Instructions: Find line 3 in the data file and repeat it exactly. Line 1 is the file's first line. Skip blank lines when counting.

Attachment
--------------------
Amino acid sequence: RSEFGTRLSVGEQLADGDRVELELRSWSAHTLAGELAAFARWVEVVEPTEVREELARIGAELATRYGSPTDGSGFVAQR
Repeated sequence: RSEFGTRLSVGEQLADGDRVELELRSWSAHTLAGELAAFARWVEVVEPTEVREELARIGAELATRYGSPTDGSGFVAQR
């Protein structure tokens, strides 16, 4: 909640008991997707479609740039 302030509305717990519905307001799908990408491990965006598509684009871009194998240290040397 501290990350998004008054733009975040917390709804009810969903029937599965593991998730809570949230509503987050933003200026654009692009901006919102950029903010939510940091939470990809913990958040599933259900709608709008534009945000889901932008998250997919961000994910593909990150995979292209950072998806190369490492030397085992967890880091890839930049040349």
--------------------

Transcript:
């Protein structure tokens, strides 16, 4: 909640008991997707479609740039 302030509305717990519905307001799908990408491990965006598509684009871009194998240290040397 501290990350998004008054733009975040917390709804009810969903029937599965593991998730809570949230509503987050933003200026654009692009901006919102950029903010939510940091939470990809913990958040599933259900709608709008534009945000889901932008998250997919961000994910593909990150995979292209950072998806190369490492030397085992967890880091890839930049040349």